If one wants to explain why former Minister of the Niger Delta, Godsday Orubebe, of the People’s Democratic Party (PDP) behave the way he did at the National Collation Centre where the elections results for the 2015 Presidential and National Assembly elections quartered, it is easy to compare Orubebe’s actions to those of Matthew Harrison Brady at the end of the film Inherit the Wind. Brady in the film gave a hysterical even insane outburst having lost a classic case Darwinism versus the Bible, he being on the side of God. Orubebe was fiery, indignant, overbearing, desperate, vehement or disruptive but he was not insane.
On Election Day and the days of vote collations and announcements that followed there were countless (subdued and silent) Orubebes on all sides of the political divide in Nigeria but more pronounced and extensive among PDP politicians, their patrons and clients. Orubebe, singularly, was the public window into hearts and minds of many who lost out at the ongoing elections. His voice, his vehemence, his defiance, his indignation, his pain were all the ramblings of a man who could not accept defeat. Loss is hard to bear whether in estrangement, bereavement, dispossession etc. especially when it was unexpected. PDP never expected to lose. The cost of hubris is something these elections will teach Nigerian politicians if they will learn.
Many in Nigeria see democracy only in benign terms and with benign expectations. Such is thoroughly misleading and always results in a harsh sober awakening mostly for the voters. This will make them judge Orubebe’s tantrum very harshly. Free and fair elections are rarely free and fair except for in very few nations on the planet. Vote buying and policy buying (lobbying) is perennial and legal in the United States. There is the uncritical expectation of sportsman-like acceptance of defeat even though there is untold bitterness in defeat in all lands and all sports. In 1969 Honduras and El Salvador fought a war precipitated after a soccer game (though not the primary cause) and soccer games helped in the disintegration of Yugoslavia.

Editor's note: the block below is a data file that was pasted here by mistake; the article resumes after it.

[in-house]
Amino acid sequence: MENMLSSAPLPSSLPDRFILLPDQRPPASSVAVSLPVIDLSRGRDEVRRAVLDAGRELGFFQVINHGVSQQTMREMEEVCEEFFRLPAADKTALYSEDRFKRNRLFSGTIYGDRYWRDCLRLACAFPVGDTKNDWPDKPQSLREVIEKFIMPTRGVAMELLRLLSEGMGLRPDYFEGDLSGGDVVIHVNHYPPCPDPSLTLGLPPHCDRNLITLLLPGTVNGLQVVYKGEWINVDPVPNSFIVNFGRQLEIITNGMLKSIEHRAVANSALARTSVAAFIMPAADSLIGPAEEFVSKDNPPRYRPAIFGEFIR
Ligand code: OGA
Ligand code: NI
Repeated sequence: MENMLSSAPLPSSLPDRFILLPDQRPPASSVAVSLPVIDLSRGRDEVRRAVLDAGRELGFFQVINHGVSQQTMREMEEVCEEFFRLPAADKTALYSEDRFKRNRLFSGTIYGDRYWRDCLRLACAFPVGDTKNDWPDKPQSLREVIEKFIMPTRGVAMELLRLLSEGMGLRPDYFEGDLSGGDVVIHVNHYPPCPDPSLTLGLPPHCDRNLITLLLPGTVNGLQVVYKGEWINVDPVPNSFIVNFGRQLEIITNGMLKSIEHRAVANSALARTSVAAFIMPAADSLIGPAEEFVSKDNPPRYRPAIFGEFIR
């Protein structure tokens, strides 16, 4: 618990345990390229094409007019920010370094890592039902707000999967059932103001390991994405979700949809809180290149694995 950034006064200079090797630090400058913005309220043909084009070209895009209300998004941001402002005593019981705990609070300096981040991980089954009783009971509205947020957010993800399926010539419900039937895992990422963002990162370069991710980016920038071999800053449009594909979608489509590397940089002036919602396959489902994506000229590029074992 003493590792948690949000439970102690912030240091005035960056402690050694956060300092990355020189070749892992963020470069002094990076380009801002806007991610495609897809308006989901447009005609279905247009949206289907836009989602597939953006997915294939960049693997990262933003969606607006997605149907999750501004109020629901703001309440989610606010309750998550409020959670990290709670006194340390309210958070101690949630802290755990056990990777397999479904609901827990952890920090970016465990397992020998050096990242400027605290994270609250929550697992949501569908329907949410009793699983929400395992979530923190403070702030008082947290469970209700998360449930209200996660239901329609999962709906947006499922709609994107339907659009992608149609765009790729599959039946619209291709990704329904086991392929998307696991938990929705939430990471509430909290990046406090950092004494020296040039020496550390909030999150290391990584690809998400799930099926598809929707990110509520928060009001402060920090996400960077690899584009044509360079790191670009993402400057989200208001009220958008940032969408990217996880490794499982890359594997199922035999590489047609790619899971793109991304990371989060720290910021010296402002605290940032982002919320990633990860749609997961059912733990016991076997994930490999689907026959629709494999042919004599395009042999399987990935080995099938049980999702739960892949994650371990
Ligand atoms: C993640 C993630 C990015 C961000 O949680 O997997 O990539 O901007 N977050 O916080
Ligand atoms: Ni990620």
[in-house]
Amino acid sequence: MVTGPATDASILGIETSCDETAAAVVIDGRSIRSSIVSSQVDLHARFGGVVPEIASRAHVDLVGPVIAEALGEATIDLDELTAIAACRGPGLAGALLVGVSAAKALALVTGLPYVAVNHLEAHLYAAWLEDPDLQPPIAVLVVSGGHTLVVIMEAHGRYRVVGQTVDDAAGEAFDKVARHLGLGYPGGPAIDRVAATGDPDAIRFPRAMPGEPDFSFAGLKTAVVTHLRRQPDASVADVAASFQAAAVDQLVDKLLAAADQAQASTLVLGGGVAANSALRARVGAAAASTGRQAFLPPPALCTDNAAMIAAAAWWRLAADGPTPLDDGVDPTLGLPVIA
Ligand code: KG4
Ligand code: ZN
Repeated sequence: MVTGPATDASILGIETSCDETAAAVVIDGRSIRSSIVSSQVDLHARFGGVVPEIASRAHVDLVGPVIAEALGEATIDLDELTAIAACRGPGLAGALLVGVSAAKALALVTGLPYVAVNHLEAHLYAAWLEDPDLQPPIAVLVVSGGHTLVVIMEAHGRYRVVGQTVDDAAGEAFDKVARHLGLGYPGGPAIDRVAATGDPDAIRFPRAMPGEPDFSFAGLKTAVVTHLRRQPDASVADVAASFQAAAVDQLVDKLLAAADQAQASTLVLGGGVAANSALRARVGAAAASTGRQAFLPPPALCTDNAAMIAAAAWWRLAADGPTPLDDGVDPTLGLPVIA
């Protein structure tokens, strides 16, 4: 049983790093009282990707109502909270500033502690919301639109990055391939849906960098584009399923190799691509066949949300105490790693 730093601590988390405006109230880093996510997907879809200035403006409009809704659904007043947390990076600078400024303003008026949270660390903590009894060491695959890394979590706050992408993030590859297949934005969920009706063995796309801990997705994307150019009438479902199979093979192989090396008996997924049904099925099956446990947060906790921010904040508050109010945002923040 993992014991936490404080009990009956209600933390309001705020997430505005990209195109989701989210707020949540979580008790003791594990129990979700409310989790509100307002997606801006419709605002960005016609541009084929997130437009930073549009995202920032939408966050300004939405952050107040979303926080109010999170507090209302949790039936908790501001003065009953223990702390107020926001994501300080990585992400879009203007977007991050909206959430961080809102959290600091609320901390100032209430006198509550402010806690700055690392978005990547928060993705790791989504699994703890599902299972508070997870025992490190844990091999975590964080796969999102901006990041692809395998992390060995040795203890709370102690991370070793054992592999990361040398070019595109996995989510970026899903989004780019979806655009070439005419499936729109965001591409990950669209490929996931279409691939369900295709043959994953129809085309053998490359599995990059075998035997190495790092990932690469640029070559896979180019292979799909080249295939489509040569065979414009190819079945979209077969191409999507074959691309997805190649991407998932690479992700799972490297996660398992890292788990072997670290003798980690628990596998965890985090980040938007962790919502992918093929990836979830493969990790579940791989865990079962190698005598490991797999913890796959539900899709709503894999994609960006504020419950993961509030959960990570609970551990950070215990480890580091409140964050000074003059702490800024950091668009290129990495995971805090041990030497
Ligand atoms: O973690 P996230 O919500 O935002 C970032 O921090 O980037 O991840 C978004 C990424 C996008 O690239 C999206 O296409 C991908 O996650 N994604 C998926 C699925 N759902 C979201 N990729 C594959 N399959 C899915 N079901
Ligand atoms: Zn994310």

Then there is the expectation of increased good governance and reduce levels/scope corruption at a time when globalisation democracy neoliberalism has created an entrenched environment enabling the opposite to happen. Democracy in Nigeria is nowhere near resolving ethnic crises among the 2015 elections has created a new arena / dimension for ethnic politics which we hope will do more good than harm. Ethnicity together with corruption and misgovernance are perpetually ruinous to the Nigerian state. There are also angry desperate politicians and special interest groups who do not accept defeat especially in court cases disputing election results.
Orubebe did apologise swiftly for his now infamous actions but it seems many are neither tolerating nor accepting it. His well-nigh hysteria in front of the nation and the world’s media was unquestionably unbecoming of a statesman. However, he will be politically rehabilitated in the near future; he should be able to ‘bounce back’ with some self-reinvention and as the Wole Soyinka on Muhammadu ‘moments’ have exemplified, people seen as heinous devils today can be thoroughly forgiven and supported tomorrow. Maybe the public is simply fickle.
Nevertheless, Orubebe’s tantrum inadvertently created a contrast that made President Goodluck Jonathan’s swift and humble concession of defeat message to Muhammadu Buhari, his opponent, in the presidential elections ‘monumentally honourable’. Some will dispute this in an attempt to dismiss anything good Jonathan did or will do as president but history is something he has made with that act and will be seen so much more clearly after the election fever has subsided.